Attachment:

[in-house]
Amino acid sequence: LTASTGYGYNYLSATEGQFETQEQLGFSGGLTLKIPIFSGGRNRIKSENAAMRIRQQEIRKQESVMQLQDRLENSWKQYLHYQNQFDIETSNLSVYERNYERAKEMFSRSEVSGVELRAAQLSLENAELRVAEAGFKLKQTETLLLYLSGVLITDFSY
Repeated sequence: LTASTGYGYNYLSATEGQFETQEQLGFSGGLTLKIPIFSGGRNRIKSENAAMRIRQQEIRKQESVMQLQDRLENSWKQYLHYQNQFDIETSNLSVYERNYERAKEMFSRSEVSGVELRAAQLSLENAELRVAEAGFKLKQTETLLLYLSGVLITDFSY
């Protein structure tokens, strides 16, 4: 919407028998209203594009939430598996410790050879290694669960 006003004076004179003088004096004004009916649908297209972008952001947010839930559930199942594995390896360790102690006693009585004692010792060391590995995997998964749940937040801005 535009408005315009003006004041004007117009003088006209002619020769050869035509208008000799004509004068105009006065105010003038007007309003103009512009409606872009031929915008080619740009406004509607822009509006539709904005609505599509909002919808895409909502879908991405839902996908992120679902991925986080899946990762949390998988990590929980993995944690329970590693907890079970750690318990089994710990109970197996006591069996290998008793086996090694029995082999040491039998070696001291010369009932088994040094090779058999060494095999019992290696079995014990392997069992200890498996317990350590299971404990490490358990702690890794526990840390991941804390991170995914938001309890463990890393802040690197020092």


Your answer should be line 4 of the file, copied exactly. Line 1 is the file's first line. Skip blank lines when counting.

């Protein structure tokens, strides 16, 4: 919407028998209203594009939430598996410790050879290694669960 006003004076004179003088004096004004009916649908297209972008952001947010839930559930199942594995390896360790102690006693009585004692010792060391590995995997998964749940937040801005 535009408005315009003006004041004007117009003088006209002619020769050869035509208008000799004509004068105009006065105010003038007007309003103009512009409606872009031929915008080619740009406004509607822009509006539709904005609505599509909002919808895409909502879908991405839902996908992120679902991925986080899946990762949390998988990590929980993995944690329970590693907890079970750690318990089994710990109970197996006591069996290998008793086996090694029995082999040491039998070696001291010369009932088994040094090779058999060494095999019992290696079995014990392997069992200890498996317990350590299971404990490490358990702690890794526990840390991941804390991170995914938001309890463990890393802040690197020092």